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It is clear from their statements that the participants in the summit of last October hoped and intended that the outbreak of violence, then less than a month old, would soon end. The U.S. President's letters to us, asking that we make recommendations on how to prevent a recurrence of violence, reflect that intention.

Yet the violence has not ended. It has worsened. Thus the overriding concern of those in the region with whom we spoke is to end the violence and to return to the process of shaping a sustainable peace. That is what we were told, and were asked to address, by Israelis and Palestinians alike. It was the message conveyed to us as well by President Mubarak of Egypt, King Abdullah of Jordan, and UN Secretary General Annan.

Their concern must be ours. If our report is to have effect, it must deal with the situation that exists, which is different from that envisaged by the summit participants. In this report, we will try to answer the questions assigned to us by the Sharm el-Sheikh summit: What happened? Why did it happen?

In light of the current situation, however, we must elaborate on the third part of our mandate: How can the recurrence of violence be prevented? The relevance and impact of our work, in the end, will be measured by the recommendations we make concerning the following:

Ending the Violence.
Rebuilding Confidence.
Resuming Negotiations.


We are not a tribunal. We complied with the request that we not determine the guilt or innocence of individuals or of the parties. We did not have the power to compel the testimony of witnesses or the production of documents. Most of the information we received came from the parties and, understandably, it largely tended to support their arguments.

In this part of our report, we do not attempt to chronicle all of the events from late September 2000 onward. Rather, we discuss only those that shed light on the underlying causes of violence.

In late September 2000, Israeli, Palestinian, and other officials received reports that Member of the Knesset (now Prime Minister) Ariel Sharon was planning a visit to the Haram al-Sharif/Temple Mount in Jerusalem. Palestinian and U.S. officials urged then Prime Minister Ehud Barak to prohibit the visit. (3) Mr. Barak told us that he believed the visit was intended to be an internal political act directed against him by a political opponent, and he declined to prohibit it.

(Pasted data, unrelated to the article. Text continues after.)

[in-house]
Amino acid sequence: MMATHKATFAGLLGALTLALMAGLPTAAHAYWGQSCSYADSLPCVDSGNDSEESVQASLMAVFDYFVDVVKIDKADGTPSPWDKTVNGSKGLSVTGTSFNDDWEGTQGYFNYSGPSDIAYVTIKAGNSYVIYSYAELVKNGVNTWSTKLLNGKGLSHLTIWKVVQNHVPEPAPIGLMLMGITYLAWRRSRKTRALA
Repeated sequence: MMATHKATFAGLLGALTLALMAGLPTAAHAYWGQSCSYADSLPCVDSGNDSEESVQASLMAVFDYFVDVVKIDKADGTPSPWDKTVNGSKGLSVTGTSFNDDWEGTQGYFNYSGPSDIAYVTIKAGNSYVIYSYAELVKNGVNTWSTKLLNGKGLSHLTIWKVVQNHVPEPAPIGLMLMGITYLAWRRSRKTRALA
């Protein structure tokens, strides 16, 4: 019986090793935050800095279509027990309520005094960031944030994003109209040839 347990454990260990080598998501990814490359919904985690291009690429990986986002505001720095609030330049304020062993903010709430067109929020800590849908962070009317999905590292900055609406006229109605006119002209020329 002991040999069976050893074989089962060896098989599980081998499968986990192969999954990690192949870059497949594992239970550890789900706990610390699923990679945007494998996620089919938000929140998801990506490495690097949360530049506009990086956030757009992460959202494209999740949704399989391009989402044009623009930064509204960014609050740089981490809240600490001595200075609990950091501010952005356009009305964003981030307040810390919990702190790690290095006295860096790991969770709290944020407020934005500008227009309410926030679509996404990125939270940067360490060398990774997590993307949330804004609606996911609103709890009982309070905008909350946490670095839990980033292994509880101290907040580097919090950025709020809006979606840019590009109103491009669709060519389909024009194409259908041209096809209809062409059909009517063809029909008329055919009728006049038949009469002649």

Mr. Sharon made the visit on September 28 accompanied by over 1,000 Israeli police officers. Although Israelis viewed the visit in an internal political context, Palestinians saw it as highly provocative to them. On the following day, in the same place, a large number of unarmed Palestinian demonstrators and a large Israeli police contingent confronted each other. According to the U.S. Department of State, "Palestinians held large demonstrations and threw stones at police in the vicinity of the Western Wall. Police used rubber-coated metal bullets and live ammunition to disperse the demonstrators, killing 4 persons and injuring about 200." (4) According to the GOI, 14 Israeli policemen were injured. (5)

Similar demonstrations took place over the following several days. (6) Thus began what has become known as the "Al-Aqsa Intifada" (Al-Aqsa being a mosque at the Haram al-Sharif/Temple Mount).

The GOI asserts that the immediate catalyst for the violence was the breakdown of the Camp David negotiations on July 25, 2000 and the "widespread appreciation in the international community of Palestinian responsibility for the impasse." (7) In this view, Palestinian violence was planned by the PA leadership, and was aimed at "provoking and incurring Palestinian casualties as a means of regaining the diplomatic initiative." (8)

The Palestine Liberation Organization (PLO) denies the allegation that the intifada was planned. It claims, however, that "Camp David represented nothing less than an attempt by Israel to extend the force it exercises on the ground to negotiations," (9) and that "the failure of the summit, and the attempts to allocate blame on the Palestinian side only added to the tension on the ground..." (10)

From the perspective of the PLO, Israel responded to the disturbances with excessive and illegal use of deadly force against demonstrators; behavior which, in the PLO's view, reflected Israel's contempt for the lives and safety of Palestinians. For Palestinians, the widely seen images of the killing of 12-year-old Muhammad al Durra in Gaza on September 30, shot as he huddled behind his father, reinforced that perception.